• We should focus initially on strategies that require a longer lead time to show positive impact – such as building a strong teacher pipeline – in addition to short-term wins that benefit students and educators right away
  • Ventures value our management assistance almost as much as investment, and we need to staff with the appropriate number and level of professionals
  • Raising a large investment amount early in our work enables flexibility to respond to new opportunities and change course when needed

Follow us on Twitter at @edforwarddc to keep learning with us as our work continues.

Thank You

This work would not be possible without a community of people working incredibly hard to make a difference on behalf of students. We would like to thank our ventures—especially the entrepreneurs, leaders, and teachers who have built organizations and school cultures designed to help students thrive.

We are supported by a network of donors who have provided not only financial resources, but their time, energy and wisdom in service of making our team and our work better.

Finally, we would like to thank our colleagues who have worked on the DC Schools Fund team over the last eight years, especially Jordan Meranus, Kim Statham, Lauren Kushman, Jim Peyser, and Melissa Kim.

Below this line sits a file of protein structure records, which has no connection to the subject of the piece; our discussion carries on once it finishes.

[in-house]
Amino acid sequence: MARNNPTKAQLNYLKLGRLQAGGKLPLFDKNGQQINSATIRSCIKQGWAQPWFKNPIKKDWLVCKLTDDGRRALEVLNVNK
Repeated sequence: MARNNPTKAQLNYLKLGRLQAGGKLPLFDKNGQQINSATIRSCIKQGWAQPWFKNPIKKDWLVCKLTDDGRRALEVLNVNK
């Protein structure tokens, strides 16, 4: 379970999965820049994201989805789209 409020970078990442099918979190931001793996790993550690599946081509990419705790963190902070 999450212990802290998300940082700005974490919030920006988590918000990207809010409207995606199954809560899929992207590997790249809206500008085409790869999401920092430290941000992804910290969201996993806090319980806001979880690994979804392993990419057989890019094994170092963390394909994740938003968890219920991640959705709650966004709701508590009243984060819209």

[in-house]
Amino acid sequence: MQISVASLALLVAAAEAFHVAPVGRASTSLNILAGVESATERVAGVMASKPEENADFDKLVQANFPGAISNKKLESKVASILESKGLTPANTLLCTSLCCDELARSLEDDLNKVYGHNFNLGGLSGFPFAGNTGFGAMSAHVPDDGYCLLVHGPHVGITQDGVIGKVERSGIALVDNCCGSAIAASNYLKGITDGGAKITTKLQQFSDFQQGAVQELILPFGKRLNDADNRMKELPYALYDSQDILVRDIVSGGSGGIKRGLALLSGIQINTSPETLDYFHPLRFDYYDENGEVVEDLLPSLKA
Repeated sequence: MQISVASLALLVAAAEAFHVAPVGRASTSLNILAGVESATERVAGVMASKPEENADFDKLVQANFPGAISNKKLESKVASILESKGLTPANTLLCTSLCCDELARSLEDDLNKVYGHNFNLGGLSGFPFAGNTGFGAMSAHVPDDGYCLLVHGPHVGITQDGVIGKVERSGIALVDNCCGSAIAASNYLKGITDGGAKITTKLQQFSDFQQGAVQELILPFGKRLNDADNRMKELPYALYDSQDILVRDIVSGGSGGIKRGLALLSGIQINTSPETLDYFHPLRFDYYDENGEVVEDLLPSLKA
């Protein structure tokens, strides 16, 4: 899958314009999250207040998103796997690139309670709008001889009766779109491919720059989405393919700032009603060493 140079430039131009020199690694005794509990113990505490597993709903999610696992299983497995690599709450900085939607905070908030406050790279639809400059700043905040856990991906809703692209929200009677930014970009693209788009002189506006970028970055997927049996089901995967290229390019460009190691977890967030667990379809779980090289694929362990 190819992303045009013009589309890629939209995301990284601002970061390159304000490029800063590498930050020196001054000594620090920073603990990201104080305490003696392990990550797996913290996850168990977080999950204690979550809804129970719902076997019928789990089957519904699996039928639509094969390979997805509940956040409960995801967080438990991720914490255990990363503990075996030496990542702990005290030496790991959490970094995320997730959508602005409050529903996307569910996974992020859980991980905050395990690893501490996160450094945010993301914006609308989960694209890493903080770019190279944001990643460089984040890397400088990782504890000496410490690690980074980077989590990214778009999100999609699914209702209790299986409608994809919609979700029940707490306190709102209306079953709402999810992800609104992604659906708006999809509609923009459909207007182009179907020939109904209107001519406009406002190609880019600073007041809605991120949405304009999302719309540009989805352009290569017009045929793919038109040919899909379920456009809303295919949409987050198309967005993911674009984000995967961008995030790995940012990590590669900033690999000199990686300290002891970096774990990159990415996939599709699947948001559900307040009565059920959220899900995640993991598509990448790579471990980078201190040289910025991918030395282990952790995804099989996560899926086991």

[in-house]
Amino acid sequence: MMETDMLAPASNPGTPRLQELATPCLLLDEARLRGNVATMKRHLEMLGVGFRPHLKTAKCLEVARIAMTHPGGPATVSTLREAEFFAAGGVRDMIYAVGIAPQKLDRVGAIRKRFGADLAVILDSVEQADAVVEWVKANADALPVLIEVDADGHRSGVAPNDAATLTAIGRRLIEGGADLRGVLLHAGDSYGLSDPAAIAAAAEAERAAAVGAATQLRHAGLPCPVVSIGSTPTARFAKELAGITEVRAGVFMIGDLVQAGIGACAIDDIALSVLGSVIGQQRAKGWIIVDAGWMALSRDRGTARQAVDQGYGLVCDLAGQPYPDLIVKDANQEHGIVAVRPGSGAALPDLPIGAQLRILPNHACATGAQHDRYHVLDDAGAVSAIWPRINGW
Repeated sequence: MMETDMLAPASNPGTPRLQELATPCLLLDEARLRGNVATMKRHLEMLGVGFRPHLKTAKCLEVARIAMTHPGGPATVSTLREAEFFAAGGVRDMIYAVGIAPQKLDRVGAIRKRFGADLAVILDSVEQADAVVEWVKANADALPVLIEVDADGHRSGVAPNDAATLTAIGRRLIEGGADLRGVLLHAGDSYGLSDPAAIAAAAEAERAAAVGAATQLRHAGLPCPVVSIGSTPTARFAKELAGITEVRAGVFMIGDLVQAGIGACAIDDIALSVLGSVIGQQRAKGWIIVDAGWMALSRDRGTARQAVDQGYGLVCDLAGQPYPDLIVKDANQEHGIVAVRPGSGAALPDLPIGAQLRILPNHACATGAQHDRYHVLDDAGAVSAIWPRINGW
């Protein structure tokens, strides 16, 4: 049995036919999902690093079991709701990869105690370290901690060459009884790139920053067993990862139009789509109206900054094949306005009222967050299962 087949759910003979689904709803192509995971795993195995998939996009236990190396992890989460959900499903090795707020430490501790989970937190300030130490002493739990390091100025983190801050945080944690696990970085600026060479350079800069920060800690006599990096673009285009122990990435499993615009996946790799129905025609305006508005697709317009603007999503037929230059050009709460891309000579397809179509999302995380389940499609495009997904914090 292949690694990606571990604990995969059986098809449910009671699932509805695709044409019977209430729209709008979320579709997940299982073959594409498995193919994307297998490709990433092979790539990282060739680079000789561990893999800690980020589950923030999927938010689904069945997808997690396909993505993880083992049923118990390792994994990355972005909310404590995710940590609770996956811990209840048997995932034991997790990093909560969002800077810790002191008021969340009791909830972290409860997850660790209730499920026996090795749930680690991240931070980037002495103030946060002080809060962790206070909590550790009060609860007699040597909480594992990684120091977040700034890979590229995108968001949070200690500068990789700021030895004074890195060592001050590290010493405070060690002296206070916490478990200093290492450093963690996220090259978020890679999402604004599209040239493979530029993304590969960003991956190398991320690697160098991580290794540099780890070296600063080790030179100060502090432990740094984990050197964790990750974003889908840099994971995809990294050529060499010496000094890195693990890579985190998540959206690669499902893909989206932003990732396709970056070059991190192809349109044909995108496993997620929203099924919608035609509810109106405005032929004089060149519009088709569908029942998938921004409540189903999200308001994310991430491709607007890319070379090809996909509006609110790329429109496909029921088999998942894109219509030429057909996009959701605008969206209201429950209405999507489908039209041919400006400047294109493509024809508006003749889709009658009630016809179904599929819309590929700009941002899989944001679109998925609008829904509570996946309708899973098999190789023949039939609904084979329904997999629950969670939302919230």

Thank you to our funders:

  • Anonymous
  • Bainum Family Foundation
  • The Eli and Edythe Broad Foundation
  • The Louis Calder Foundation
  • CapitalSource Charitable Foundation
  • CityBridge Foundation
  • The Clark Charitable Foundation
  • deLaski Family Foundation
  • Michael & Susan Dell Foundation
  • Terry and Lindsay Eakin Foundation
  • Lois & Richard England Family Foundation
  • Doris & Donald Fisher Fund
  • Flamboyan Foundation
  • Foundation for Maryland’s Future
  • The Bill & Melinda Gates Foundation
  • Robert Hisaoka
  • The Andrew and Julie Klingenstein Family Fund
  • Eugene and Agnes E. Meyer Foundation
  • Larry & Melanie Nussdorf
  • Perkins Hunter Foundation Fund
  • The Manger Family Foundation
  • The J. Willard and Alice S. Marriott Foundation
  • Robertson Foundation
  • Silicon Valley Community Foundation
  • The Walton Family Foundation